I would watch as the eggs would be candled and weighed. The candling was for sorting out the eggs with tiny cracks that were not visible otherwise. The cracked eggs would be set aside for use in the house or sold as cracks if there were enough of them. Each egg was placed on a little scale that measured it to be small, medium large or extra large. Then the eggs were placed in single dozen egg cartons. The egg carton were especially printed with the family name. (Note: the egg scale in the photo is similar to the one used at home, the image came from EarlyAmerica Etsy Shop.)
The box used to candle the eggs, was a home made light box. It was a wooden box with a light bulb inside and a small hole on the front. The eggs were placed inside the hole and turned from side to side to check for cracks.
Every so many days, or maybe once a week or so Daddy would load up the cases of eggs in the big truck and head to Memphis to sell them to restaurants along Highway 78 and in Memphis. They all called him the "egg man." Not very often, and on a rare occasion one of us got to ride in the big truck to Memphis with him. This made for a very long day because once the eggs were all sold, he would take the empty truck to Wayne Feeds and load it up with feed to bring back home.One of those trips to Memphis was an outstanding adventure for me. Very early one morning, Mother woke me up with just barest a whisper and said, "if you want to go to Memphis with your Daddy, get up." It was my time))) The Memphis trips started very early in the morning and the day really was pretty boring just going around to the different places and dropping off the eggs.
Around lunch time, we made one stop at a particular restaurant and on the way out, one of the cooks handed Daddy a bag in trade for a dozen eggs for her personal use. The bag contained two of the biggest barbecues I had ever seen. And then there was a stop to an orphanage. I didn't know much about orphanages or anything at the time, but I remember Daddy not allowing me to go in with him on this stop. He told me to stay outside until he returned. I was playing around on the sidewalk and I saw some little girls talking at the window on a second story of the building. I continued to play skipping up and down the sidewalk. I have no idea what I was wearing that day, but I heard the little girls say....."look at her shoes.....look at her hair..." Please understand, whatever I had on, was probably school clothes and the only pair of shoes I had other than Sunday shoes.....not dressed up for sure. My hair was long and most of the time up in pony tail with barrettes, again nothing special.....no Shirley Temple curls or anything like that. Even though I knew children in orphanages didn't have parents, I didn't comprehend how my running up and down the sidewalk freely must have looked to them. They were in an upstairs room peering out a window that had bars on it.....bars on it! I'm sure there must have been grounds in the back of the building, but I only saw the front. It had concrete lions on the gates at the front.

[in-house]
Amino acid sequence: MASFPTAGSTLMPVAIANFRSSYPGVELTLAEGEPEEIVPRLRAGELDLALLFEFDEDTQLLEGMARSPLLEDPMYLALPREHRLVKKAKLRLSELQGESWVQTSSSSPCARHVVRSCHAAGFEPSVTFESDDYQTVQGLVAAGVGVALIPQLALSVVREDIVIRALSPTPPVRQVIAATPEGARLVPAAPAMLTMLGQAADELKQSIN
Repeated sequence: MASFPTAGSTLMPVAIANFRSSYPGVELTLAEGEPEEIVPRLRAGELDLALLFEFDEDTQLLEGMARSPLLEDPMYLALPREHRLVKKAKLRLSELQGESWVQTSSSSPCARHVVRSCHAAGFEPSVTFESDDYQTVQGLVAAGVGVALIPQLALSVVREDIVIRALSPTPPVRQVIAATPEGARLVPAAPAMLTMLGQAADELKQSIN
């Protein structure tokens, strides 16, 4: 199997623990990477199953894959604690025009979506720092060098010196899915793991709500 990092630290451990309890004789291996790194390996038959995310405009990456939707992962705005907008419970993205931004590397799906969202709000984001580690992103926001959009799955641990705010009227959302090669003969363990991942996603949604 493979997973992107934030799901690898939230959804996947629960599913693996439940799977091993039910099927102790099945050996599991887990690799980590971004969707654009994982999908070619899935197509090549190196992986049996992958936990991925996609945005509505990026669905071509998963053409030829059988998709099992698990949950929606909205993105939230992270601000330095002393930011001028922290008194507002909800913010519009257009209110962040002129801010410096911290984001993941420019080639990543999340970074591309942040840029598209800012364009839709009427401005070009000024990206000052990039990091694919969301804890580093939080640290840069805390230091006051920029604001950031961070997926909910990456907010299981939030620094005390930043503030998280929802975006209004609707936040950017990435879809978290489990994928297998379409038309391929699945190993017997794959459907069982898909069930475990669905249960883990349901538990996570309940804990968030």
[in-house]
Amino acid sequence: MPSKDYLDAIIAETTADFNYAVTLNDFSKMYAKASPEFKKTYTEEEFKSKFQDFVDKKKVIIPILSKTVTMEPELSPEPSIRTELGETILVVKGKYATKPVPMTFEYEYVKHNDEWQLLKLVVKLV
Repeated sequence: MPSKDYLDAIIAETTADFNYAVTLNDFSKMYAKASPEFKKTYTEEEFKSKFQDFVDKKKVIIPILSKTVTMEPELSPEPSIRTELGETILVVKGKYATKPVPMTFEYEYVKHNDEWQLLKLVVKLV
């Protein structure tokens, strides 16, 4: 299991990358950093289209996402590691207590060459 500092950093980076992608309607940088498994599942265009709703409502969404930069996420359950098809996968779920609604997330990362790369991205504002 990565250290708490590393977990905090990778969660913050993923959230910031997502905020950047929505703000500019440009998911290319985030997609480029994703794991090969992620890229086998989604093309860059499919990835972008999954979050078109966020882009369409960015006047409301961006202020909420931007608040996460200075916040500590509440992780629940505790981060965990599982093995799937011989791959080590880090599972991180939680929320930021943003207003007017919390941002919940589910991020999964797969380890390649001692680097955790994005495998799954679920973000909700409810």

When the rounds were finished and all the eggs gone, he had a surprise stop to make. We were headed to the Pink Palace Museum. You can't imagine how big that building and those long steps leading up to it seemed to me. I had never been in a building so large I'm sure. I can remember going into the room with all the huge stuffed wild animals, animal heads, tusks and native artifacts. The one thing that stands out in my memory most.....was the shrunken head! I'll never forget it))) I wondered lots of times since then what it really was......but it said Shrunken Head!
Note: I could not resist googling Pink Palace Shrunken Head ....and sure enough......there are photos to be seen))) My memory serves me well)))
Well, that trip to Memphis to sell eggs was one I would never forget. Beautiful summer day, had Daddy all to myself, lots of good food and the trip to the Pink Palace to top it off. We may grow up thinking we didn't have much, and we didn't material wise....there wasn't a lot of new clothes, fancy food, trips to the movies or anything like that.....and we worked, whether it be in the chicken houses or the cotton field....we worked just like a hired hand that didn't get paid.
But every now and then......there were days like the Pink Palace......Happy Birthday Daddy!